In the Garden: Squashing Squash Bugs and Whining over Wilt

Zukes-and-Marigolds

Growing zucchini in Oregon took little more effort than tossing a few seeds over your shoulders and coming back in a month or two to harvest (and harvest, and harvest). Sure, a slug or two might eat your young plants, but if the zucchini plant outgrew the slugs, you were pretty much guaranteed more zucchini than you could possibly eat.

It’s not quite that easy here in Northeast Missouri. In fact, everything garden-wise is proving to be much less intuitive, and much more difficult than I imagined.  Pests can truly impede a home gardener’s ability to grow certain food crops.  Growing summer and winter squash is made challenging by the presence of squash bugs, squash vine borers, and cucumber beetles (which spread bacterial wilt disease) – and these are just the ones I have had personal experience with!  (This website has a great list of common squash pests and the damage they inflict.)

I planted five summer squash plants this season – one yellow crookneck, two yellow straightneck, and two zucchini.  The zucchini and yellow crookneck in particular have been incredibly healthy and prolific for the past month.  Trying to keep pests at bay, I dutifully checked the base of the stem every few days for signs of squash vine borers, and turned over leaves each day to kill any squash bug eggs I might find.

SquashBugEggs1 SquashBugEggs2

The copper colored eggs of the squash bug

In the process, I found a few adults and some nymphs, which I promptly squished.  Things seemed to be under control.

Then, one day, I came home in the late afternoon to find my zucchini plant looking like this:

DeadZucchini

AHHHHHHHH!

Since I was unable to find any trace of boring activity, my best guess is that my plant was infected with bacterial wilt disease, which is commonly spread by the cucumber beetle.  When the plant did not perk up after a day or two, I removed it from the garden. As you can see, the plant immediately adjacent has not (yet?) been affected.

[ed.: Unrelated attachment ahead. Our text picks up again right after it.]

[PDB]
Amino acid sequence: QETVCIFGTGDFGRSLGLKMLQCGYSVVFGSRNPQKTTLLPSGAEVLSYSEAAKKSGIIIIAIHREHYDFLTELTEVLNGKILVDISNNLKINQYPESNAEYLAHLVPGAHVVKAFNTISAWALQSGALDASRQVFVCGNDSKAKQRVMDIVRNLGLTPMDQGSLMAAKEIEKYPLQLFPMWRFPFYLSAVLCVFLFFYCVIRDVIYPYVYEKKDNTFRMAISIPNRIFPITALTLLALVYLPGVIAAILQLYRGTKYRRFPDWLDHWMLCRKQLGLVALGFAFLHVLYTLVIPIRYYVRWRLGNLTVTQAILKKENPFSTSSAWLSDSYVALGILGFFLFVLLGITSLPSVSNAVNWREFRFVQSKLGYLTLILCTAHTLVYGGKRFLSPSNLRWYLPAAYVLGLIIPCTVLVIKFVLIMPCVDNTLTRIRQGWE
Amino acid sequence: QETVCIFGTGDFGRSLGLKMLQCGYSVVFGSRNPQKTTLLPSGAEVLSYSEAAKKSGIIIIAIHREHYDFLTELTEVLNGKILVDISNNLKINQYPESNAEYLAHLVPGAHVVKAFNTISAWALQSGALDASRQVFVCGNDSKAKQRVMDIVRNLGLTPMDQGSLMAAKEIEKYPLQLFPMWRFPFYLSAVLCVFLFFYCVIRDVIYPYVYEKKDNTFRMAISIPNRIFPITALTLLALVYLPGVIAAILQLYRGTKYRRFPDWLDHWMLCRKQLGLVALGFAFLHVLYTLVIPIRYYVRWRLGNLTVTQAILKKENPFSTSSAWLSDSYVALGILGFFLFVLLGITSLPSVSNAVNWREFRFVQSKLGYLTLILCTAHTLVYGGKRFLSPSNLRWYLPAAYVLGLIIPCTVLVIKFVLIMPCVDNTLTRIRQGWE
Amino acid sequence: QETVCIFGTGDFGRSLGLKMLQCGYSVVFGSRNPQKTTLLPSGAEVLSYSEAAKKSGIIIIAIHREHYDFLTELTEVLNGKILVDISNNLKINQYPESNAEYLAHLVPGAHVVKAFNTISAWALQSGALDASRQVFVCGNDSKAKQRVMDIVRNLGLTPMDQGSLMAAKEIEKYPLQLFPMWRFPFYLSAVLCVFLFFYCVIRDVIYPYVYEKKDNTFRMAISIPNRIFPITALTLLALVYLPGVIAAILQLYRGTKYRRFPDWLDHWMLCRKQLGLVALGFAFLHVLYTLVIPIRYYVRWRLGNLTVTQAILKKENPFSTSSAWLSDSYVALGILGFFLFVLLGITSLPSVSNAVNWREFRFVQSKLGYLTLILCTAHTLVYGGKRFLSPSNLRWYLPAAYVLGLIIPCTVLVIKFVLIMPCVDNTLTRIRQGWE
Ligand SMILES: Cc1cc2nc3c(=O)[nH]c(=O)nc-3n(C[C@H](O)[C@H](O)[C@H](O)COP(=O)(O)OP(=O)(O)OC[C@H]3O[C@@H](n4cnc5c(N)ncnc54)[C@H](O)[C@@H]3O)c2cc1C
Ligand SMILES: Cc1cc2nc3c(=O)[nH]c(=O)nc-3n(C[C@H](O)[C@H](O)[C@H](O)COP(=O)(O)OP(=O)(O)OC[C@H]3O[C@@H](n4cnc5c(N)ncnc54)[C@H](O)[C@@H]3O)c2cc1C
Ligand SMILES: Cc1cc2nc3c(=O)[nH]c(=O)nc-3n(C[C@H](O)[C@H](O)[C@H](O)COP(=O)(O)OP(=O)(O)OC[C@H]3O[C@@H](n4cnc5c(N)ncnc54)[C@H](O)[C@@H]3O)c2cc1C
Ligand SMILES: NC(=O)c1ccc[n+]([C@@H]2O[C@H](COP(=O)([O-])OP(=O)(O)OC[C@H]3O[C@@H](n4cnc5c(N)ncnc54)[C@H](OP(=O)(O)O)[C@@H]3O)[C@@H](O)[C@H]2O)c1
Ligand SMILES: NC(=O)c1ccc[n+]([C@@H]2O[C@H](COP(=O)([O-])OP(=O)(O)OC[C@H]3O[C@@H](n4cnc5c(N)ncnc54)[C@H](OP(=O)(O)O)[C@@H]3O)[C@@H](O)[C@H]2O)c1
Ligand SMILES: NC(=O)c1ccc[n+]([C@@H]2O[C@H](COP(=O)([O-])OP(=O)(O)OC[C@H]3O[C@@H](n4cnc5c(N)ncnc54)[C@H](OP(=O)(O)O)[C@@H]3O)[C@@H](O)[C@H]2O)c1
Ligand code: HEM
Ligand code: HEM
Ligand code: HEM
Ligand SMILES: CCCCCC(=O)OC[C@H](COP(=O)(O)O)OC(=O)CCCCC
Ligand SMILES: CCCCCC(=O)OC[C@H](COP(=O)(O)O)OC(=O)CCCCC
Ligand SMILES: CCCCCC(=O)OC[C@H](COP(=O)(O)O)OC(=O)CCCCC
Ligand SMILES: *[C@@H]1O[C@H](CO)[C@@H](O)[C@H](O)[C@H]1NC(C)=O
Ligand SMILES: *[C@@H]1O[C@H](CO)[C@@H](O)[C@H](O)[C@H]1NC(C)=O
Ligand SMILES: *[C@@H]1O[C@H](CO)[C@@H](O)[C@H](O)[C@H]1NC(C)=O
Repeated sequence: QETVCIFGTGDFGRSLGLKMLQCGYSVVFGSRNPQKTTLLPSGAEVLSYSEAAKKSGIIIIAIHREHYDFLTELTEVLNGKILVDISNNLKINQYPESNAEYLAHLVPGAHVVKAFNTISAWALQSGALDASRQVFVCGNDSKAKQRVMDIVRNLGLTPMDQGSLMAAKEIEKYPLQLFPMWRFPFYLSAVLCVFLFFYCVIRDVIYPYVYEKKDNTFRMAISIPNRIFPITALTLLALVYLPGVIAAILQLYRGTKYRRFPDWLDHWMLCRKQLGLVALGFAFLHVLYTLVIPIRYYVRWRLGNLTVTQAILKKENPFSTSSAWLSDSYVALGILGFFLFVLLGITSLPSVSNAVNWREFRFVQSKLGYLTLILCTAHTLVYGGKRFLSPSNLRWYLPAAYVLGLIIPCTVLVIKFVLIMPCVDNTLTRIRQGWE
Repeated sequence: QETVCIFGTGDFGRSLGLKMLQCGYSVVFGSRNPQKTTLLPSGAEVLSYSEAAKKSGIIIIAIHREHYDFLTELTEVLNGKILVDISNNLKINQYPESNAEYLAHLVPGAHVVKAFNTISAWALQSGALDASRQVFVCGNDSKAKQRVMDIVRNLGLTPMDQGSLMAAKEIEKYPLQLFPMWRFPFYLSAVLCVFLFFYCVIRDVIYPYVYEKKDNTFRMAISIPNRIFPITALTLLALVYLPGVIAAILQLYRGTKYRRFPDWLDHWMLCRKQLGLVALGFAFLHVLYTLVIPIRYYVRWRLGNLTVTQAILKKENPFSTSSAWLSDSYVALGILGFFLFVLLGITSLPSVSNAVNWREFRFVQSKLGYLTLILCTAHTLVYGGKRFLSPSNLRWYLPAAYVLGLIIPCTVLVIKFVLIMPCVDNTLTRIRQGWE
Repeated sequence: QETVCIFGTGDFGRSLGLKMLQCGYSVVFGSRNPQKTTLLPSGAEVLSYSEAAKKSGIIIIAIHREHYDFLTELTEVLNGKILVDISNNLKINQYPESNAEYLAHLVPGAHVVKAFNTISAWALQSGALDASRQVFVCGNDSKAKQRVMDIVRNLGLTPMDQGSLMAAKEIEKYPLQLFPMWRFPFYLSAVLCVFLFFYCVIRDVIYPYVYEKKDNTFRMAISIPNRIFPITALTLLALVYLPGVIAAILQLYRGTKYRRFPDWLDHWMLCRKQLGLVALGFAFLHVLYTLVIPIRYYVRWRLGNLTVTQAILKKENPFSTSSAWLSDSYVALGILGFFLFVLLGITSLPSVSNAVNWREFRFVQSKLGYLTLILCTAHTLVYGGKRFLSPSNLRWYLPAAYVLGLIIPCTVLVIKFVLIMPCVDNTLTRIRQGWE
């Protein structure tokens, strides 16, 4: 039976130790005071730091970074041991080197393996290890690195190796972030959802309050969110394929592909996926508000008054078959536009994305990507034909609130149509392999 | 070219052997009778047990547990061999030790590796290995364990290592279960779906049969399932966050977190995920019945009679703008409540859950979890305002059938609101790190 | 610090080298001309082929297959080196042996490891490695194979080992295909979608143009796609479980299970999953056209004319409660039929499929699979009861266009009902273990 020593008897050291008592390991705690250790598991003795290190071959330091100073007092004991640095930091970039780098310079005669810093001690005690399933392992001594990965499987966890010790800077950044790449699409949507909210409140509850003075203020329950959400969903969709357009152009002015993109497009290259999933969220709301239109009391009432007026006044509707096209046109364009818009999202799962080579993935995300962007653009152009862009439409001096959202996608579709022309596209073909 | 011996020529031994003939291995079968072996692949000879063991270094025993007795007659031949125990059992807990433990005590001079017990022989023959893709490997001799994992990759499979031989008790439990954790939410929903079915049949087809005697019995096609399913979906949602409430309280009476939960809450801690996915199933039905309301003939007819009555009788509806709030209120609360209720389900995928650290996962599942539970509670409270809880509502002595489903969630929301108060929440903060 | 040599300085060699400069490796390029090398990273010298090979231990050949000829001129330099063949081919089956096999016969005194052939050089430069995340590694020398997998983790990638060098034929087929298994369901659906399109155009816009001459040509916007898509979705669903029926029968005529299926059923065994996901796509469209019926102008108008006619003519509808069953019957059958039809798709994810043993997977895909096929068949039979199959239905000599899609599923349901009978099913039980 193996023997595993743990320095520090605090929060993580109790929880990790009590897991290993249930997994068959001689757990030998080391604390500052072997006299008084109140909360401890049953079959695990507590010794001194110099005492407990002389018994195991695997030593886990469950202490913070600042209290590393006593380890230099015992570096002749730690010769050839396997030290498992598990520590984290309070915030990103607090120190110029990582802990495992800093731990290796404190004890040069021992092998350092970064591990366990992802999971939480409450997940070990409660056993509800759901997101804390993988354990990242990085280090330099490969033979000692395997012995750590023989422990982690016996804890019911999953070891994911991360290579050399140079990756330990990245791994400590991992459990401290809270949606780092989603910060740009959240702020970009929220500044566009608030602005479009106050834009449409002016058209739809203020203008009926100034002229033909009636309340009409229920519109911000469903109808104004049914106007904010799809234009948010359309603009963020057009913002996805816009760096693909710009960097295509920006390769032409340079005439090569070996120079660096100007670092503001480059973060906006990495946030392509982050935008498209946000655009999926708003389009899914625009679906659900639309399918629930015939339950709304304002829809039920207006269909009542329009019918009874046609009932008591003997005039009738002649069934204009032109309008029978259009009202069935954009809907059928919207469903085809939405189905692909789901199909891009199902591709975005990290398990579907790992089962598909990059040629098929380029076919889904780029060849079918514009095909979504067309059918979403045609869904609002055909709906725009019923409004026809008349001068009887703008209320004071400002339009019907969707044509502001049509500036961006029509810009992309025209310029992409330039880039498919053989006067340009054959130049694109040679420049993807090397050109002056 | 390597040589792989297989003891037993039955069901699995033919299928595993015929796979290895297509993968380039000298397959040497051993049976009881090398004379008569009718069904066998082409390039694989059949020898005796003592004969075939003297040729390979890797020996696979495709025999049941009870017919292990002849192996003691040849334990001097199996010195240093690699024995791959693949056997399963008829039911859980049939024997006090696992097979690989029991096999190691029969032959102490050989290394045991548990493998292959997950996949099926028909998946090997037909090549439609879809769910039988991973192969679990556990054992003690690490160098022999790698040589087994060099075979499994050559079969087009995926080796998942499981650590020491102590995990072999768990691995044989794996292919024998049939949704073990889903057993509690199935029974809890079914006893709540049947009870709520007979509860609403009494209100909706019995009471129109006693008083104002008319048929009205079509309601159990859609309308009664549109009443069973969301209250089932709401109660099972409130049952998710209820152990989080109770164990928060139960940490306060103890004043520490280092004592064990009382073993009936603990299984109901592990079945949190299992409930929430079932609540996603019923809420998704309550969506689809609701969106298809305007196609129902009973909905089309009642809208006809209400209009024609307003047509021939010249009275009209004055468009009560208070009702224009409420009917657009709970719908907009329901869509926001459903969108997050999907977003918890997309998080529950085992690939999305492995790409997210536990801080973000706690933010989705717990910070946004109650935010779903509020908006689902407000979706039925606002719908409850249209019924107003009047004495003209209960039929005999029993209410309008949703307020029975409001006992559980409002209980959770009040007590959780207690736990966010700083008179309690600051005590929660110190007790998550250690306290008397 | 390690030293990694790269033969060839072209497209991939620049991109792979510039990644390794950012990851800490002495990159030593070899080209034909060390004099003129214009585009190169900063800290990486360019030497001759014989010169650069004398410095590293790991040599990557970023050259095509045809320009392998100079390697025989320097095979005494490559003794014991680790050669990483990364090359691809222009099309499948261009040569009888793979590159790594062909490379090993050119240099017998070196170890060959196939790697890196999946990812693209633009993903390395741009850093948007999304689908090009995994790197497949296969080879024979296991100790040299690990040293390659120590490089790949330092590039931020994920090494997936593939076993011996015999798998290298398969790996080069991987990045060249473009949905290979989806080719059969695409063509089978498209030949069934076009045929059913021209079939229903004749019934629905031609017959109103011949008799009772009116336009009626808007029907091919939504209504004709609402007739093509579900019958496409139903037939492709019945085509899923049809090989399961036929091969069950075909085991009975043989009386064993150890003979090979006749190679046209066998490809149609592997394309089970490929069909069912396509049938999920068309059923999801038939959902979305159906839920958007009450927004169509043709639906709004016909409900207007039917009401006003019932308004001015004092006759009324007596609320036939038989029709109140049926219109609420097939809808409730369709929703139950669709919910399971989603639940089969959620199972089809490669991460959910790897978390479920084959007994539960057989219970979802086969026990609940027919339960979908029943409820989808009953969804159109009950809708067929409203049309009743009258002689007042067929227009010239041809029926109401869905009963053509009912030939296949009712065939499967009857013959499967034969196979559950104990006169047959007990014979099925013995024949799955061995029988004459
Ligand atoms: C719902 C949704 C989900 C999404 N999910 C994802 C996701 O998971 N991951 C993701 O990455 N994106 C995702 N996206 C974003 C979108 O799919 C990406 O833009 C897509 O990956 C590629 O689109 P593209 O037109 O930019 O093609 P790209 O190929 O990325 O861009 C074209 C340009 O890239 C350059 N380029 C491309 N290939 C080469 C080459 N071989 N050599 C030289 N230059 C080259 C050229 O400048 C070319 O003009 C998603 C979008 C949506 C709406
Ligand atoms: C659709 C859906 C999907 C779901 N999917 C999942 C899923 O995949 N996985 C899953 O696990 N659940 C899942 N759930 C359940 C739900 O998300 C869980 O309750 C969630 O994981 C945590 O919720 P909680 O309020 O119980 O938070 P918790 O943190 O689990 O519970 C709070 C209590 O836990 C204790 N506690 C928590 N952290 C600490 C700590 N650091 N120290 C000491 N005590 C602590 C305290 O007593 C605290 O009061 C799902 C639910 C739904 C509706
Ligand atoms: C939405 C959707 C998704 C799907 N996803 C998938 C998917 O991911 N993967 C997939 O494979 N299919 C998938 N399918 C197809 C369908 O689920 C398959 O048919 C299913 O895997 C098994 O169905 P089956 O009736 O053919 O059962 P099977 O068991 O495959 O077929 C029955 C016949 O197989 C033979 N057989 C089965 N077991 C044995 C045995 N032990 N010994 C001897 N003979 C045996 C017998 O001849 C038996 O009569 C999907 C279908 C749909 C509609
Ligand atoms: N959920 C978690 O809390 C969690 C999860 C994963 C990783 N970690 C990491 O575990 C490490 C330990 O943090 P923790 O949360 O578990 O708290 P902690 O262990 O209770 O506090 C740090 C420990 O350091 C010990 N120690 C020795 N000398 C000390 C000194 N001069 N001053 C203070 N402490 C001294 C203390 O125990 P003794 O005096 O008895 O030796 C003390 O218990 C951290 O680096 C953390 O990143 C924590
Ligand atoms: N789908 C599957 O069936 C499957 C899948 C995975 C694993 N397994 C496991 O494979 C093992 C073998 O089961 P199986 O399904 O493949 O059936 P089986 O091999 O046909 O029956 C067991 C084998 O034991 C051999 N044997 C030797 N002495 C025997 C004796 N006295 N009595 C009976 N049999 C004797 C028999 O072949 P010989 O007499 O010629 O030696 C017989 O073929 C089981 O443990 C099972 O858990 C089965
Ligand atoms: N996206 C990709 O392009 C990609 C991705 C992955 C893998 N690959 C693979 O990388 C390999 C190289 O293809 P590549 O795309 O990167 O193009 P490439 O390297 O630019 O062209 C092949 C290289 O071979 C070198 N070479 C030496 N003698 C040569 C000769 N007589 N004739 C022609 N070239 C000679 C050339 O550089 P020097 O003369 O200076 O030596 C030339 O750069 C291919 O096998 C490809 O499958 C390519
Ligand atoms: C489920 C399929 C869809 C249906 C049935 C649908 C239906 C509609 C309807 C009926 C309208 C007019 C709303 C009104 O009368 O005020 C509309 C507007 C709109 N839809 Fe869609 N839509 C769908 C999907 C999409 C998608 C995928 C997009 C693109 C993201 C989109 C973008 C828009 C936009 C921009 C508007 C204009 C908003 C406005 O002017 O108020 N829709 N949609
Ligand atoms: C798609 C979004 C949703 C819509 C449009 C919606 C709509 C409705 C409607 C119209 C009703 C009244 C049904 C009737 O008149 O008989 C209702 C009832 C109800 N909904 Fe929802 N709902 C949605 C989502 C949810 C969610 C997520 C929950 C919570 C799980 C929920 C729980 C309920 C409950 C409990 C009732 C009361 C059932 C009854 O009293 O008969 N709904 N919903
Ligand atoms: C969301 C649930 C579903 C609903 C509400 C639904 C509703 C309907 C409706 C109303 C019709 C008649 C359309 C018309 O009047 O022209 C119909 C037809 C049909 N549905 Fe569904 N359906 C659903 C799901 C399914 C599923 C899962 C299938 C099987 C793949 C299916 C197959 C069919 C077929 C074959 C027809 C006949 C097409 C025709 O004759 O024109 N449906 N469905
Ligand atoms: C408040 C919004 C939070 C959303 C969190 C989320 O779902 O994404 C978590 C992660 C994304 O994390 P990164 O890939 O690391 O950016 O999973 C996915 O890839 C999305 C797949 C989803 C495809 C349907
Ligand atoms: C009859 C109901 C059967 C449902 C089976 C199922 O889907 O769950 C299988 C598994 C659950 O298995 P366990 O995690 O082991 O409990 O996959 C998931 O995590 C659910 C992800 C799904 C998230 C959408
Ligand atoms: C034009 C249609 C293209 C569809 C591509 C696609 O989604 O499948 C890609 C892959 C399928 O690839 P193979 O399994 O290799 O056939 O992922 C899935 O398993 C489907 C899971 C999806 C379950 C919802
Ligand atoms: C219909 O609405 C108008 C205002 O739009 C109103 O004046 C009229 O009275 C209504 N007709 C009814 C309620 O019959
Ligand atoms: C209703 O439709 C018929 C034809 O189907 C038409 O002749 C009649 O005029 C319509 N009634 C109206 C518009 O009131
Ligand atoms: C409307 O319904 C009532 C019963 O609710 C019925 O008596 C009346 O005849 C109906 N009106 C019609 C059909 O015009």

I had a chance to talk with a Farmer’s Market grower this weekend, and he says that his best success comes from planting in succession.  I’m making a mental note to leave space for this next year. On a positive note, I now have a bit more garden real estate in which to plant fall crops!

How are things growing in your garden?  Share a link, tell a story, or just say hello in the comments below.  I’d love to hear from you!

This post shared with the Homestead Barn Hop, Homestead Bloggers Network, and The Home Acre Hop.

16 thoughts on “In the Garden: Squashing Squash Bugs and Whining over Wilt

  1. Your garden post is quite similar to my garden experience this year, but I did the succession planting to try to increase the level of production. I was able to freeze about four gallons of squash and zucchini, but then the plants (13 zucchini and 12 yellow crookneck) succumbed to the power of the beastly squash bugs. I planted a second planting of each and lost every plant. Right now, I’ve got one more planting of zucchini that I’m hoping will do a bit better. We puree these vegetables and add them to spaghetti, meatloaf, and soups in an effort to boost the vitamin content. Since our goal in gardening was to provide a year’s worth of fruits/vegetables (for our family of seven, four of which are hardworking men with HUGE appetites) we were really hoping for about 75 quarts of puree. I guess there’s always next year. Other than the loss of the squash and zucchini, I’m really happy with everything else in the garden. Like you said, it just leaves more room for another planting!